A new study points to factors that increase the likelihood of sexual misconduct at office parties
The risk of attracting unwanted sexual attention at holiday office parties decreases when managers introduce a few key changes, according to a study published in the journal ‘Employee Relations’.
Slight changes to the timing and attendance requirements at office events purportedly make a difference, researchers from Pennsylvania State University and Ohio State University suggest.
In their study of 308 restaurant employees and 338 employees in other industries, the researchers learned the incidence of unwanted sexual attention was higher during leisurely events at work than during regular office-related activities.
The incidence of sexual harassment rises when attendance at holiday office parties is made mandatory and when events are held outside of regular work hours, the findings showed.
“It could be that some individuals perceive their autonomy as unfairly constrained when they are required to attend off-hours events,” said Michael J. Tews, study author and associate professor of hospitality management at Penn State.
“As a result, they may seek to remedy the situation through counterproductive work behavior, such as unwanted sexual attention,” he said.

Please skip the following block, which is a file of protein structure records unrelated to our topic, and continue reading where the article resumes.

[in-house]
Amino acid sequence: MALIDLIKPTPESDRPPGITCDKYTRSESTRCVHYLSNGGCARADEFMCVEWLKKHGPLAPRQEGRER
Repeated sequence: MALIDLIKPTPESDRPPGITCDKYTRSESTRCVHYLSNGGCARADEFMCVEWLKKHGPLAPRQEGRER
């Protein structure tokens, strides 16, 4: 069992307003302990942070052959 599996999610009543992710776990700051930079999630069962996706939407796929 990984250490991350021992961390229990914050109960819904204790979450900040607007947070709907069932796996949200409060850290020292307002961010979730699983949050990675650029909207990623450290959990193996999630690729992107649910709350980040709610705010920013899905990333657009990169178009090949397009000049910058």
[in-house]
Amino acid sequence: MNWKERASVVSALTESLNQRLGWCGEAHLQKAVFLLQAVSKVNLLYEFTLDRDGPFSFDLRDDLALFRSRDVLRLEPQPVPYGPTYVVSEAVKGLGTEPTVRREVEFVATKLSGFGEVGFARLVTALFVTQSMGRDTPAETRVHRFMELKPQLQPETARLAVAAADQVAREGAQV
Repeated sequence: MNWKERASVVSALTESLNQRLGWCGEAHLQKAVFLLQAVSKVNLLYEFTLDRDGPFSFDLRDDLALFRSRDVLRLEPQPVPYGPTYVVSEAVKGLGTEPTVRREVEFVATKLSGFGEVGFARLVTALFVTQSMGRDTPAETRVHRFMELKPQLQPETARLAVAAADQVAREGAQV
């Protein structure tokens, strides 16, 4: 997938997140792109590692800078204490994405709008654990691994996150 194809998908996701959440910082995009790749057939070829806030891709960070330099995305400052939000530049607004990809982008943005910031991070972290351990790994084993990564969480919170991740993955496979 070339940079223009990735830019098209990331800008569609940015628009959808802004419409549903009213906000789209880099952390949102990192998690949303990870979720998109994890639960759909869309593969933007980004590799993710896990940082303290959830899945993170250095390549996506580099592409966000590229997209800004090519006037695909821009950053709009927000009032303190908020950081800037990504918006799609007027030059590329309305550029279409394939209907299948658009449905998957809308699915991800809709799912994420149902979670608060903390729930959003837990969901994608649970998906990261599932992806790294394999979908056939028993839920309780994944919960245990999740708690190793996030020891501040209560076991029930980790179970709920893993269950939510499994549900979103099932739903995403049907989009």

How to keep workers safe during holiday office parties
Fun work-related events are made safer, however, when:
- Attendance is optional
- Activities are held during office hours; and
- Employees are welcome to bring a guest
For one, the likelihood of gaining unwanted sexual attention decreases when the activity is open to non-employees such as friends and family members, the study noted.
Researchers believe these additional guests serve as a “buffer” which shield “targets” from other attendees who may be misbehaving at the event.
Too much alcohol?
Tews and his team, however, observed the absence of any link between alcohol consumption and the incidence of sexual harassment at company parties.
“We thought the presence of alcohol would be related to greater unwanted sexual attention because it can reduce inhibitions and blur the lines between appropriate and inappropriate workplace conduct,” he said. “We did not observe a relationship between the two.”
“We hope that this research helps provide guidance to managers so that fun, which is intended to benefit employees, doesn’t have the opposite effect.”